the Session House, Canterbury, Mr. Plumptre presiding.
Prior to the Dover case being heard, Mr. Holler, K.C., appearing for the
“Bell Inn,” Sittingbourne, urged that at the present time the
Compensation Authorities should apply the money by investing it in the
War Loan. He declared that by “carrying on business as usual” the Court
were not realizing the very serious crisis through which the country was
going. The Committee, however, disregarded this appeal and ordered the
house to be closed and compensation determined.
In the two other cases remitted to the Authorities by the Dover
Magistrates, the “Silver Lion,” Middle Row, owned by the Dover Town
Council, and the “Black Horse,” Bridge Street, owned by Mrs. Sarah
Dennis of Tower Hamlets, there was no opposition to the cases going to
be compensated and the houses will accordingly be closed later in the
year after compensation has been determined.
Mr. Travers Humphries, instructed by Messrs. Mowll and Mowll, of Dover,
applied for the renewal of the licence of the “Grand Sultan,” Snargate
Street, the licensee of which was Mr. T. H. Weeks, and the owners
Messrs. Flint and Co., Canterbury.
Mr. Shewell Cooper appeared for the Dover Justices in opposition to the
renewal of the licence. He said that the renewal was opposed on the
grounds of redundancy. In Dover there was one licence to 242 persons, so
that it was difficult to say how it could be said that by closing a
public house anyone would be injured I regard to obtaining facilities
for drink. The house had an entrance in Snargate Street and also another
in Northampton Street. The house was practically in two parts, and the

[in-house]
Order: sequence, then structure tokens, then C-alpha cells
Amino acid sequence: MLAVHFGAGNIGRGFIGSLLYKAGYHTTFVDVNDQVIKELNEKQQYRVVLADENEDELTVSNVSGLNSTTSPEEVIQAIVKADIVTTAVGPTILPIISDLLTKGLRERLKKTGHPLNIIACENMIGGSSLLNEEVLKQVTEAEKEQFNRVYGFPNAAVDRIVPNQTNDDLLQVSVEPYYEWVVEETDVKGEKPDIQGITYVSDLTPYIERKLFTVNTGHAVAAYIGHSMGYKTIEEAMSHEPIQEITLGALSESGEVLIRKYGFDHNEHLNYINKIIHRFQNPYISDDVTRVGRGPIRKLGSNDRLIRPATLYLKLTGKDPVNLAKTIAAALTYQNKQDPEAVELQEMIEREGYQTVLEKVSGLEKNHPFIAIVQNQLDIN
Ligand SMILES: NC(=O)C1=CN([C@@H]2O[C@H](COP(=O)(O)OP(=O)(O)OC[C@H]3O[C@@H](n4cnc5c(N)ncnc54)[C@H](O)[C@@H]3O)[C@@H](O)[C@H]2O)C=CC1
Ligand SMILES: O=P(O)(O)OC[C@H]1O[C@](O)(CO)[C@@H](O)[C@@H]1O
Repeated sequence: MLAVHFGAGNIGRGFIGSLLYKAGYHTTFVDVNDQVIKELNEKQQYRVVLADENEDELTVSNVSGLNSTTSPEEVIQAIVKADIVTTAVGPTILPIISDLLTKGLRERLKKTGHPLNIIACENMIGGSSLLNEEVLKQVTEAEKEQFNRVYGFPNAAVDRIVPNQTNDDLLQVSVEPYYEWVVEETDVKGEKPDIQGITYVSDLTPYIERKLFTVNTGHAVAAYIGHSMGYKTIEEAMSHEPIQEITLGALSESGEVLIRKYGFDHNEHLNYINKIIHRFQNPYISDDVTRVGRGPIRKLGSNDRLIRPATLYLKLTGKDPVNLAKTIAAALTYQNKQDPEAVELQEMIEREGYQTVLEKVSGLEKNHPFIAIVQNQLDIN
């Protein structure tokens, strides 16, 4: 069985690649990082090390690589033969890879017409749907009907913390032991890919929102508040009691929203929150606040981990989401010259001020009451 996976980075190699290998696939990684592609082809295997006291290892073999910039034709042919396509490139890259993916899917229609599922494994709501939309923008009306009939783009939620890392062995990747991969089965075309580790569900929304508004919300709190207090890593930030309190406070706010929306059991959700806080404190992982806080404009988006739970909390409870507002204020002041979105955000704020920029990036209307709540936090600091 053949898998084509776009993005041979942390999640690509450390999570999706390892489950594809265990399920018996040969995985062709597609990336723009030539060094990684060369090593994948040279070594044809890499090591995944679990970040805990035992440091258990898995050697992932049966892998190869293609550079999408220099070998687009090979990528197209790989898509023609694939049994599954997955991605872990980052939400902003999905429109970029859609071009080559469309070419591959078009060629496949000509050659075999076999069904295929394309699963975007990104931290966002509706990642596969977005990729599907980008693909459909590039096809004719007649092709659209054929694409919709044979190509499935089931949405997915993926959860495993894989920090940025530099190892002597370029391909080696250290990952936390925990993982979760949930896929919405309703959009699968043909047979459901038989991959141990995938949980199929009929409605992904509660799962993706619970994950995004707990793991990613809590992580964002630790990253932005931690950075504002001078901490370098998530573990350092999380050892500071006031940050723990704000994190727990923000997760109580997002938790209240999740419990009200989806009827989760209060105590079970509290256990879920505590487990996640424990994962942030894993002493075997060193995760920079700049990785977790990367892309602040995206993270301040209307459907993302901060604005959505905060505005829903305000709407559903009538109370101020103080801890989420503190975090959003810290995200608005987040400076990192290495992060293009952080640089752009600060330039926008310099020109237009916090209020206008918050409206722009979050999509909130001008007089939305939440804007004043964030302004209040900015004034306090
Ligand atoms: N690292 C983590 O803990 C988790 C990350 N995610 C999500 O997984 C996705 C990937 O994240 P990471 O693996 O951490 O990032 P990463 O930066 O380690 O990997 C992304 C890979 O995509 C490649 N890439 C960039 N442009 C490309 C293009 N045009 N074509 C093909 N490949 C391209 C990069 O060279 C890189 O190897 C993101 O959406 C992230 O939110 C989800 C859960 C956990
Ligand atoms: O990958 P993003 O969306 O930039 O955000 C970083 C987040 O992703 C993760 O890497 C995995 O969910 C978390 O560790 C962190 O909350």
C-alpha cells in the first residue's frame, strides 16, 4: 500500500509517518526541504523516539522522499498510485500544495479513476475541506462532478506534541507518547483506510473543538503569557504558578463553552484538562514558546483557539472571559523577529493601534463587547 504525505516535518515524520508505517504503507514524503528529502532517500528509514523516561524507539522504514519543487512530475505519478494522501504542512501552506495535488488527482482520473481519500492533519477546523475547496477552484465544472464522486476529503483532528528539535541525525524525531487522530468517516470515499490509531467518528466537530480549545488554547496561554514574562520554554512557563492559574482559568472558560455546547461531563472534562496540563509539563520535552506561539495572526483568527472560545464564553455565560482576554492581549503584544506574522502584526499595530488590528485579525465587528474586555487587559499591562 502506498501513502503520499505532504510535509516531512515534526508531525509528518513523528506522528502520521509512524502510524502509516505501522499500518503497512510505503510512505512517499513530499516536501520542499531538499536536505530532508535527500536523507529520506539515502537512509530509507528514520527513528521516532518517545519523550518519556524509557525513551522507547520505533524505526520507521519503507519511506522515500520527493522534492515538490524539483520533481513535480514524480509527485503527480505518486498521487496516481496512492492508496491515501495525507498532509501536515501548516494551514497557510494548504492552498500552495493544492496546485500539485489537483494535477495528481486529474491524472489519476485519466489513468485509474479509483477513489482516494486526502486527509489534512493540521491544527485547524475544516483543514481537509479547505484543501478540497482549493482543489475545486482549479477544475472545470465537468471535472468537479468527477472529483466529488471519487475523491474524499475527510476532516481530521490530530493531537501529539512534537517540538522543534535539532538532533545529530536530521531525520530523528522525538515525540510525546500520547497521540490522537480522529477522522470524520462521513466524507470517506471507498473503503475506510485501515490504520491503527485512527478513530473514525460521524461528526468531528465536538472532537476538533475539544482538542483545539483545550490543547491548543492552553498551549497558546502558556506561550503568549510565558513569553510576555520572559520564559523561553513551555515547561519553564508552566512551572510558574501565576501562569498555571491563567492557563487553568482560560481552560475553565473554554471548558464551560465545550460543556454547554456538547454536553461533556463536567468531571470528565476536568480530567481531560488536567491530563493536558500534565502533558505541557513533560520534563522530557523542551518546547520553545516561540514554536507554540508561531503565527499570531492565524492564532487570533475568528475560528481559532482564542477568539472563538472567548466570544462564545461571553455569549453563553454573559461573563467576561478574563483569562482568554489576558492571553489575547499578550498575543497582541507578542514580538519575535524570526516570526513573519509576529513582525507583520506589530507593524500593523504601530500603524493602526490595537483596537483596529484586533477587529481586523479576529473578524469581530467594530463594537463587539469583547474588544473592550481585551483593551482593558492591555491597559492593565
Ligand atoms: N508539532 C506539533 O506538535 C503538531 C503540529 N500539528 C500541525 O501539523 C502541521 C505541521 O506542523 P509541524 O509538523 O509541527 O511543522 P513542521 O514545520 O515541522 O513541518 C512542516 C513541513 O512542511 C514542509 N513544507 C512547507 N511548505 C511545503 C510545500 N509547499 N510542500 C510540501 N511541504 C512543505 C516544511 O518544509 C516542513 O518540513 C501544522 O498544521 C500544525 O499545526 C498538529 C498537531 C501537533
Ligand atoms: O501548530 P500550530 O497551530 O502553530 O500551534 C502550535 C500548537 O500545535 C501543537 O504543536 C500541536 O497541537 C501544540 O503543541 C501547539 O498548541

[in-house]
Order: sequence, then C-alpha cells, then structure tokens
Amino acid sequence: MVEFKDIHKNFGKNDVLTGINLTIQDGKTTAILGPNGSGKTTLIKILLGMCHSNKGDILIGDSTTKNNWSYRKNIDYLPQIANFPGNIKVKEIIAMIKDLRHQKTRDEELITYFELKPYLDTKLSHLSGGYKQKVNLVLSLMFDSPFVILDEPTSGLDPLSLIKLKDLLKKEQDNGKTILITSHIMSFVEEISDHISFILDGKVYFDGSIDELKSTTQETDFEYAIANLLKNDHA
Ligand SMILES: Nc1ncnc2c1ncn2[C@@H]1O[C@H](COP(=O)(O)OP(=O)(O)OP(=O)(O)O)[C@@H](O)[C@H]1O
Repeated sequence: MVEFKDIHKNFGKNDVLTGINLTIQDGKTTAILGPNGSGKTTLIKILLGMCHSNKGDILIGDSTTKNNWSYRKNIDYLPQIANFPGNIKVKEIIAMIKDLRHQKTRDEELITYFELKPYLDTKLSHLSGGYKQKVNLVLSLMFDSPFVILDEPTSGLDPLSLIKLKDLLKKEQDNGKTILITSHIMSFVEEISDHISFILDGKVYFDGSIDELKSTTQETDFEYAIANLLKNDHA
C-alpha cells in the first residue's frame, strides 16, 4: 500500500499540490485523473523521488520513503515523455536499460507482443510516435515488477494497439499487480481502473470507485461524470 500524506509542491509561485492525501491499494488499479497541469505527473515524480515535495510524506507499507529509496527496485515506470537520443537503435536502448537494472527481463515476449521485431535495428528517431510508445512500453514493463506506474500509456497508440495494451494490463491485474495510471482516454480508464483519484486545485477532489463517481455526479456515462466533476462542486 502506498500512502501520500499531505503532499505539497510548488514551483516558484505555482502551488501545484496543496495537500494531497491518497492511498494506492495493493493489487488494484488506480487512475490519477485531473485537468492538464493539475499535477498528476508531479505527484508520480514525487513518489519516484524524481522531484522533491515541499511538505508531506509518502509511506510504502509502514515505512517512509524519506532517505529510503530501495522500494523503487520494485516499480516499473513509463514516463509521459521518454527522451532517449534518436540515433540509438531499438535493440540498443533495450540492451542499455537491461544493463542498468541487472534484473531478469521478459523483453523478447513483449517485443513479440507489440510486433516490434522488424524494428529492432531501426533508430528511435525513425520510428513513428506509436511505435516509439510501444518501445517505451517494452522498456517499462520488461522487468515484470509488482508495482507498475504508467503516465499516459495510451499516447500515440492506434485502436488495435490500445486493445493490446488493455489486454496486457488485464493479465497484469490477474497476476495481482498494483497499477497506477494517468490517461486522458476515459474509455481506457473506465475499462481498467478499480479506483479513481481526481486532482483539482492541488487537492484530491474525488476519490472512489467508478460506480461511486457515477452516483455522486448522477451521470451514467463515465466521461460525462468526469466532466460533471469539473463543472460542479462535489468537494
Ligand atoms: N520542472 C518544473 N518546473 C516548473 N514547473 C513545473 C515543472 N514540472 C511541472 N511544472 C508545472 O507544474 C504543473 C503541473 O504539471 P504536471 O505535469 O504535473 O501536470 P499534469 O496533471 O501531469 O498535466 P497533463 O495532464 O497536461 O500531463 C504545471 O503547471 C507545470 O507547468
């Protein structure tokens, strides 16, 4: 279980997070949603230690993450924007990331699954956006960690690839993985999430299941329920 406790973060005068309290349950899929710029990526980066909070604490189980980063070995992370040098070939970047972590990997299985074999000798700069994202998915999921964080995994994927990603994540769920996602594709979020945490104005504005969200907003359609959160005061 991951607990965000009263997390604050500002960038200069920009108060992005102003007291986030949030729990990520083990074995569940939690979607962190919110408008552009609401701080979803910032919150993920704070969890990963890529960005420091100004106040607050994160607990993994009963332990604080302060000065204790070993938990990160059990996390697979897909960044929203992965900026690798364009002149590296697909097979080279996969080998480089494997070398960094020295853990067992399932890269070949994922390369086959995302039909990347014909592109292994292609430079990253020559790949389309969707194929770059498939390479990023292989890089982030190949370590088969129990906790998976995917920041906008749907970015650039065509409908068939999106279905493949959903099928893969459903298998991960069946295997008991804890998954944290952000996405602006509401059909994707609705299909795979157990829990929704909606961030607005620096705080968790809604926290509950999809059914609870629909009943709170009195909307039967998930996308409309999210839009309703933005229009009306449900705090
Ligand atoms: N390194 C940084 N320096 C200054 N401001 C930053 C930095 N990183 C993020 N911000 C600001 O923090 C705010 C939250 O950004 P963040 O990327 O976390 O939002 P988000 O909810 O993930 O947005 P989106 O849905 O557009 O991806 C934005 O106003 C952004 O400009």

part in worst repair was that with the entrance in Northampton Street,
which was disused, and served only as an entrance to Snargate Street
part from Northampton Street. There were four fully licensed houses in
the neighbourhood. The “Gothic,” next door, a similar house and doing a
good deal larger trade; the “Invicta,” opposite, ten yards off; the
“Avenue,” also opposite, and only twenty seven yards off; and the “Royal
Hippodrome” bar, twenty five yards away. There had been four transfers
since 1906, which was prima facie evidence that it was not
Edward A. Jackson, clerk to Mr. Hayward, architect and surveyor, said
that he had inspected the premises. The portion of the premises facing
Northampton Street was disused and not in good repair. The sanitary
arrangements for the public were poor.
Cross-examined. He supposed that by not using the Northampton Street
part of the premises the landlord could give better supervision, as
otherwise he would have to leave them without supervision or else employ
two separate people. The Northampton Street premises required doing up.
Re-examined. The sanitary arrangements were poor from the point of view
of requiring repairs and also from a sanitary point of view. Its present
state was insanitary.
Chief Constable D. H. Fox said that the figures given as to the
percentage of population per public house was on the 1911 census. There
was at least 12,000 additional floating population in Dover. The licence
was transferred to Mr. Weeks in August, 1913; and there were changes in
1911, 1907, and 1906 (twice). The nearest house was the “Gothic,” next
door, which had an entrance both in Snargate Street and Northampton
Street. As regards the trade of the two houses, since the War there had
been a great number of troops in Dover, and this was a street frequented
by them and also the Navy, and the licensed houses in the street were
frequented very much all the evening by these men, and it was difficult
for him to say which was doing the better trade. Before the War the
“Gothic” was doing the better trade. In his opinion, there were
sufficient facilities for the public if this licence were extinguished.
By Mr. Travers Humphries. A very brisk trade at times was done in